Danny Phantom (2004-2007 Cartoon)

Billionfold Studios with Nickelodeon

Status: Complete (3 Seasons/53 Episodes)

My rating: 4.5 of 5

Fourteen-year-old Danny Fenton’s life gets a lot more interesting when an accident in his ghost-hunting parents’ lab transforms him into a half-ghost, a halfa as the other ghosts in Amity Park soon begin calling him. The change definitely comes with some cool powers–invisibility, intangibility, and the ability to sense when other ghosts are around, to name a few. But life isn’t all cool abilities and fun; Danny’s parents have built a portal into the Ghost Zone, the place where ghosts normally stay, and now the ghosts are spilling out and causing havoc all over town. And since his folks are well meaning but not exactly the most competent hunters ever, Danny finds himself in the position of being one of the only people who can do anything about Amity Park’s ghost problem. And with the help of his two best friends, techno-geek Tucker and goth-girl Sam, he sets out to do just that . . . which would be way easier if he didn’t have to also keep up with school, dodge bullies, and keep his ghost half a secret from his parents!

Danny Phantom is one of those cartoons that I kind of wish I had discovered as a kid because I’m pretty sure I would have loved it. As it is, watching this as an adult is still pretty cool. The show has a strong Nickelodeon vibe, which is something that I unfortunately can’t solidly define; it’s just something that you know when you see it. But seriously, while falling solidly into the cartoon category, Danny Phantom manages to be engaging and fun in a way that most cartoons just miss. The comic-inspired superhero storyline is a winner to start with–complete with “pow” splash panels in some of the action scenes, which I love. The concept itself is pretty interesting, and Danny makes a good protagonist; he’s powerful and responsible for the most part, but also learns and grows as he goes and has his fair share of failings. He’s remarkably human, despite the whole half-ghost thing. He has some fabulous friends as well; Tucker and Sam absolutely make the show, Sam and her badass good sense in particular. Fair warning for parents that this show does include a certain amount of disrespect for authority and authority figures being incompetent; it’s one of the few negative comments I have about the show, honestly. Still, for all their bumbling, the Fentons do have their moments, and they kind of grew on me over the course of the story. As for the story itself, it’s fairly episodic with each episode focusing on a particular conflict–many of them with Danny fighting ghosts, but some with school, friends, and other normal teenage life issues with ghosts being a background issue. I enjoyed the recurring cast of antagonists, especially the way many of them become almost frenemies–a force to be opposed, but with plenty of punning and a certain casualness to the whole endeavor. But despite its episodic nature, there’s a broader progressive storyline that develops over the course of the show, which I looooove. Visually, again, the cartoon is pretty Nickelodeon with a distinct angular sort of style. I really like the color scheme–lots of strong greens and purples. It’s one of those strange styles that just works and fits the story remarkably well. Also, the music is fabulous and fits the story amazingly! So yeah, I would recommend Danny Phantom for older kids and teenagers as well as a fun treat for adults.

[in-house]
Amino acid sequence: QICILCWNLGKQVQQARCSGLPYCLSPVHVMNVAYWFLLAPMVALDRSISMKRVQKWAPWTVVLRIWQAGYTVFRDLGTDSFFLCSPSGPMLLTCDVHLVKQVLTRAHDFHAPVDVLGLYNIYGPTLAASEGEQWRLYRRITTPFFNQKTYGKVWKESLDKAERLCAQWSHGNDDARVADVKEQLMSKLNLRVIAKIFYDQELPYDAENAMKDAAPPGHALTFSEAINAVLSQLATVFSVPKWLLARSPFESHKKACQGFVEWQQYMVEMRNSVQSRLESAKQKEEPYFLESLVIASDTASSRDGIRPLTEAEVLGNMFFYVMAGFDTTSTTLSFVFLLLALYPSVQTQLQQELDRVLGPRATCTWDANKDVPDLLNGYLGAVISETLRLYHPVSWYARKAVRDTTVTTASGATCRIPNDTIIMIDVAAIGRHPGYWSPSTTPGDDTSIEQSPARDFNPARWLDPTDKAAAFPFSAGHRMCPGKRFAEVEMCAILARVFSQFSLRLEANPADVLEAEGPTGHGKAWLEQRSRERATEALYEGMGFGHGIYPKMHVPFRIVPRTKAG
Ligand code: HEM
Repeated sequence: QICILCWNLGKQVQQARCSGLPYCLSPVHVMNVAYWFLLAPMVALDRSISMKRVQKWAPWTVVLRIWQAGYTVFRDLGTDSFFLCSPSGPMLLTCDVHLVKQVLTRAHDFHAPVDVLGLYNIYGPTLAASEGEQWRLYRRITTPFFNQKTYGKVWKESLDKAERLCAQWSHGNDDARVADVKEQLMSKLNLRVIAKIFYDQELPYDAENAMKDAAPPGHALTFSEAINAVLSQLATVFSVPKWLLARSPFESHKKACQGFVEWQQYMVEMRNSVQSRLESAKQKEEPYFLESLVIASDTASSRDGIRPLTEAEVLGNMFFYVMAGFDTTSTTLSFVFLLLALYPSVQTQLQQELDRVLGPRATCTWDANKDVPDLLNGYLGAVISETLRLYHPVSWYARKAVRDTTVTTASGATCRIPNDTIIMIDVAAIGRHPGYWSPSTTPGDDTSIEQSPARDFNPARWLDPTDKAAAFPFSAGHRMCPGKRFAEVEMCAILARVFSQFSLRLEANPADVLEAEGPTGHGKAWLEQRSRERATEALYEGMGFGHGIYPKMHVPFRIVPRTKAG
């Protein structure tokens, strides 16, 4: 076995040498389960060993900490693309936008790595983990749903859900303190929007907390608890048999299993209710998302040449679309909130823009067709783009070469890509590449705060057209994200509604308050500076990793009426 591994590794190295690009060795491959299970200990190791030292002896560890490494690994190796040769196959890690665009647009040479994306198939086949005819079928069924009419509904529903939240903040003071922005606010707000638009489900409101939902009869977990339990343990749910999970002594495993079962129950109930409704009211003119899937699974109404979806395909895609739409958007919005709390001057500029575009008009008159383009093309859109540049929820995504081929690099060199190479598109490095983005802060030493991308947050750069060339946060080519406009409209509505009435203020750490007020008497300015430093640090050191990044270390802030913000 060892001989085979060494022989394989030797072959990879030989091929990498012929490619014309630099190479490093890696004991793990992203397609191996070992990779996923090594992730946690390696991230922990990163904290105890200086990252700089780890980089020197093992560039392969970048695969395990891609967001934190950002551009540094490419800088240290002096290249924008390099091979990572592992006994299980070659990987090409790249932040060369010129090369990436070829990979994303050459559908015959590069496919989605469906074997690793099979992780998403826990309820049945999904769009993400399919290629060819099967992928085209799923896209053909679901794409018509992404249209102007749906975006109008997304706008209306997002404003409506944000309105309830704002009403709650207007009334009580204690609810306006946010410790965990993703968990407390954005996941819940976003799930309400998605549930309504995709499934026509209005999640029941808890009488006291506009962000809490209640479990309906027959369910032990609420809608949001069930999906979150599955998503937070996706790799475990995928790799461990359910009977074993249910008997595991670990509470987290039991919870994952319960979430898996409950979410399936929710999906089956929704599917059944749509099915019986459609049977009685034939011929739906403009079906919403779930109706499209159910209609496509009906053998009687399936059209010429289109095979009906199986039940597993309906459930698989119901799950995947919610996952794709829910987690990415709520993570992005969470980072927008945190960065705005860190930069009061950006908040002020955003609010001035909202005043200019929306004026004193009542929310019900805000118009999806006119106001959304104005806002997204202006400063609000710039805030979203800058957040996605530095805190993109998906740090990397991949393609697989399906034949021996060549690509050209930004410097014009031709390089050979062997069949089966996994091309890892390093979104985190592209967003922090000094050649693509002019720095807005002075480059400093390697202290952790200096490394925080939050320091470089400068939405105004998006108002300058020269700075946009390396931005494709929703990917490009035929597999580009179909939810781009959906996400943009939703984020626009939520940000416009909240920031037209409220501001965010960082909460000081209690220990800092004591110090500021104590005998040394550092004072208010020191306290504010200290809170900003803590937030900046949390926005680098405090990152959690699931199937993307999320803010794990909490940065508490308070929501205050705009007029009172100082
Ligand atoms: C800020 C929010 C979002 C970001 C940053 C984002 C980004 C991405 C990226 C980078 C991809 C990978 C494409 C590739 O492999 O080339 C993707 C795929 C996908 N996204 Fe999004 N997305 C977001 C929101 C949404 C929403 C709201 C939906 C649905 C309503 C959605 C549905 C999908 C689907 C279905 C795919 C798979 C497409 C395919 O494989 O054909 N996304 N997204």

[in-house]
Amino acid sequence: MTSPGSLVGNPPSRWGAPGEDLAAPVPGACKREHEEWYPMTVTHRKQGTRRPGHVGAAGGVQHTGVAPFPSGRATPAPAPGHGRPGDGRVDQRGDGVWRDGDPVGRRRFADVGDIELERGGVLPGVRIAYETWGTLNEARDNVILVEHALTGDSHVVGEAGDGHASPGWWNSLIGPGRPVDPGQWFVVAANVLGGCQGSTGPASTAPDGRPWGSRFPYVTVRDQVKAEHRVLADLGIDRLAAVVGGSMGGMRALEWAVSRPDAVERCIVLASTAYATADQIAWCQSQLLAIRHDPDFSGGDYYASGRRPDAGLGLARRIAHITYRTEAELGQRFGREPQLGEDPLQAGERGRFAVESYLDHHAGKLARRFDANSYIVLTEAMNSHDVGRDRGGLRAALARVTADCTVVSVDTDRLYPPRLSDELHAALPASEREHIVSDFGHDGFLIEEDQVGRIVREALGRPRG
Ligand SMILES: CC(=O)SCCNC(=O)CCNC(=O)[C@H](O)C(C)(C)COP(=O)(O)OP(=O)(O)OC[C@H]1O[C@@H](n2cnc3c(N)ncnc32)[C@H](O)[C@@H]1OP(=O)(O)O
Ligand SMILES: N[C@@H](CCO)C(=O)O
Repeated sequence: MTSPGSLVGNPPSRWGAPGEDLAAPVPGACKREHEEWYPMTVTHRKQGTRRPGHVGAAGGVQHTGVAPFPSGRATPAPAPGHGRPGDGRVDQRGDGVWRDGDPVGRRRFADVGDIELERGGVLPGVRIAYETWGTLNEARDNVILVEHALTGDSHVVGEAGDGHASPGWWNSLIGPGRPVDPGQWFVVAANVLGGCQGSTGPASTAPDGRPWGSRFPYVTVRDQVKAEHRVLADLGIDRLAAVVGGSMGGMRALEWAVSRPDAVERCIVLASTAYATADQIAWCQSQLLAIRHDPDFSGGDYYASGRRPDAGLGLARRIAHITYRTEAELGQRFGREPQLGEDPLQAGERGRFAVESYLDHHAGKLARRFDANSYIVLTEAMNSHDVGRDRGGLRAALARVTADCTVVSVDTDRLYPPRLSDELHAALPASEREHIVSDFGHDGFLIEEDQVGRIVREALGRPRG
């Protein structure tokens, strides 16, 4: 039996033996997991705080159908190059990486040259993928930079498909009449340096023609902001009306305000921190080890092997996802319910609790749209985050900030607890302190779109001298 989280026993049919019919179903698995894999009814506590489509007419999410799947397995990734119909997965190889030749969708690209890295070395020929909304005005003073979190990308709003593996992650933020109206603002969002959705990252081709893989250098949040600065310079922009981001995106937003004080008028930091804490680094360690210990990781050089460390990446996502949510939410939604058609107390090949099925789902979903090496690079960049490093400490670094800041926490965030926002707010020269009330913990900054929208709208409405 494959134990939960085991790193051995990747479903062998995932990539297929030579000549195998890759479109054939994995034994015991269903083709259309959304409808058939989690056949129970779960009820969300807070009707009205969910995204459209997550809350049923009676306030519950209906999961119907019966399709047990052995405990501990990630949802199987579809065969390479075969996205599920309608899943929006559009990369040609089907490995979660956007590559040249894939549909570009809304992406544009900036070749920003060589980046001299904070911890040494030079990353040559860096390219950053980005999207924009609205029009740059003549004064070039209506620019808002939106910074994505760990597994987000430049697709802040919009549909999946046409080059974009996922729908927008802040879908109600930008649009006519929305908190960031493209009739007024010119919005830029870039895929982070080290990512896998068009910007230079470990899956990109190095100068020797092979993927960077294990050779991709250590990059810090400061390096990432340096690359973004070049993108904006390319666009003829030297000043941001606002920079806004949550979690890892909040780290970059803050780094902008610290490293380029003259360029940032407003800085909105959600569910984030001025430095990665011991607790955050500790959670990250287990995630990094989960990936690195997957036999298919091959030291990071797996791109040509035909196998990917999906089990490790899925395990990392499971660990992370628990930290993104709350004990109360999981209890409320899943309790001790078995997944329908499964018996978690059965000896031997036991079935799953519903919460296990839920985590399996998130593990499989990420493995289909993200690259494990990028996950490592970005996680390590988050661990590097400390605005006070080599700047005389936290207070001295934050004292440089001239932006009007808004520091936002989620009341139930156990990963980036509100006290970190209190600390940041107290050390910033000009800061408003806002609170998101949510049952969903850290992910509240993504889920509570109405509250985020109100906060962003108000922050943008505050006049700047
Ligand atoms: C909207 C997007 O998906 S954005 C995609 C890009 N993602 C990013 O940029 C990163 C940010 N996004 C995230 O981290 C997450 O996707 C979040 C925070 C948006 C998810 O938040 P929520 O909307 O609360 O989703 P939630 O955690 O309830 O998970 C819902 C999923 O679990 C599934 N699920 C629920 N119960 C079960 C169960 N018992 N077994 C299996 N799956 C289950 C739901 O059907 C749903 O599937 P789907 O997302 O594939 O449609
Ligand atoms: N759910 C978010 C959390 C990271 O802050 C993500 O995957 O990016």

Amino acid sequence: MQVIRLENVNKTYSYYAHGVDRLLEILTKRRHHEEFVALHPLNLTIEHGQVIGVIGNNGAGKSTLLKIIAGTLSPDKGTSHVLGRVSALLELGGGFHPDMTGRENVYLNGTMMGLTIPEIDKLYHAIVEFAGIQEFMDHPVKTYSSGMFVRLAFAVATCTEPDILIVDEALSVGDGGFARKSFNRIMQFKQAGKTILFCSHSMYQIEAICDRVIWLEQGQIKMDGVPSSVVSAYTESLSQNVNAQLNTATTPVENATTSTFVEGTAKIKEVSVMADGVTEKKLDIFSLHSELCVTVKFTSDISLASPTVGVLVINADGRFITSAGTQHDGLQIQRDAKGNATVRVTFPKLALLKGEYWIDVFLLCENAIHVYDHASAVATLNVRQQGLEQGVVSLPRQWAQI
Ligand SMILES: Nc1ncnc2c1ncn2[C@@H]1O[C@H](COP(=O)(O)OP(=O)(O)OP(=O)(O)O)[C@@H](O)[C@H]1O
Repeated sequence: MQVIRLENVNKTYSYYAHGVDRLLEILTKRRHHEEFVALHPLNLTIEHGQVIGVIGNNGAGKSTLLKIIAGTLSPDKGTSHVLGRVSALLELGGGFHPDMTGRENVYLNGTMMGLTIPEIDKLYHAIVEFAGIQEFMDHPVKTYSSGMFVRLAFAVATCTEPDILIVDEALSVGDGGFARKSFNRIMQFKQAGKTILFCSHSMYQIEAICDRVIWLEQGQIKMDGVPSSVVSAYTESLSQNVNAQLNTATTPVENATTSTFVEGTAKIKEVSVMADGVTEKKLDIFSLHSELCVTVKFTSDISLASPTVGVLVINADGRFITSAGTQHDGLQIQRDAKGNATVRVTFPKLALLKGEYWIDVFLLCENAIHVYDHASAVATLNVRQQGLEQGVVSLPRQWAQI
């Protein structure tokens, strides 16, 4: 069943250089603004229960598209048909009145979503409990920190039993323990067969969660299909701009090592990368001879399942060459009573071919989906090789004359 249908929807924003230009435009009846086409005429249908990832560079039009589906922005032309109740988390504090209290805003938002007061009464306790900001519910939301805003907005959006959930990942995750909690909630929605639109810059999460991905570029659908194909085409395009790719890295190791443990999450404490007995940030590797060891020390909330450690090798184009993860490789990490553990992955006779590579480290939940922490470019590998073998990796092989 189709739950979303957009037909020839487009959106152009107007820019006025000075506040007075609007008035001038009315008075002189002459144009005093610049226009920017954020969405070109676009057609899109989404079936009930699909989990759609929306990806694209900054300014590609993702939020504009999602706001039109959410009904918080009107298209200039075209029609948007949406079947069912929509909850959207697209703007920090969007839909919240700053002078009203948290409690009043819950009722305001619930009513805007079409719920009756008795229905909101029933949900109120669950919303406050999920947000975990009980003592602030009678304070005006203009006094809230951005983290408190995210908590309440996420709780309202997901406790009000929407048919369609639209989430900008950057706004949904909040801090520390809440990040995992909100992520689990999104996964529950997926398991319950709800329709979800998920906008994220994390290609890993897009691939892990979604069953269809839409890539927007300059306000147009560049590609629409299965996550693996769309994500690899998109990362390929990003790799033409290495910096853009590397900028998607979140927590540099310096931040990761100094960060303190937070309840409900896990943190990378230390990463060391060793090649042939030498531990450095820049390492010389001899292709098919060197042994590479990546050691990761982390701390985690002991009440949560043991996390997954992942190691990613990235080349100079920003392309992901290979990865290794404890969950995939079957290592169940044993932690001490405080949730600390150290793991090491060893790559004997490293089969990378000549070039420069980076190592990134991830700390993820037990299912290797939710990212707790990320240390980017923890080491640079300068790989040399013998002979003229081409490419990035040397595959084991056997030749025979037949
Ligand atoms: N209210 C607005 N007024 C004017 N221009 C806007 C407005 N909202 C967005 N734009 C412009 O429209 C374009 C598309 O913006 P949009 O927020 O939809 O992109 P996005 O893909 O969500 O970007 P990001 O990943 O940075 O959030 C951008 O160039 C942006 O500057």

Created by Butch Hartman/Developed by Steve Marmel/Music by Guy Moon/Starring David Kaufman, Grey DeLisle, Rickey D’Shon Collins, Colleen Villard, Rob Paulsen, Kath Soucie, & Martin Mull

Advertisements

5 Comments

Filed under Media Review

5 responses to “Danny Phantom (2004-2007 Cartoon)

  1. I liked this show. I also like how they didn’t just keep making new episodes and drag it on forever but wrapped it up.

    Liked by 1 person

  2. Pingback: A Phantom Marooned (Danny Phantom Fanfic) | honyasbookshelf

  3. Pingback: Detentionaire (2011-2015 Cartoon) | honyasbookshelf

  4. Pingback: Randy Cunningham: 9th Grade Ninja (2012-2015 Cartoon) | honyasbookshelf

Leave a Reply

Fill in your details below or click an icon to log in:

WordPress.com Logo

You are commenting using your WordPress.com account. Log Out /  Change )

Google photo

You are commenting using your Google account. Log Out /  Change )

Twitter picture

You are commenting using your Twitter account. Log Out /  Change )

Facebook photo

You are commenting using your Facebook account. Log Out /  Change )

Connecting to %s

This site uses Akismet to reduce spam. Learn how your comment data is processed.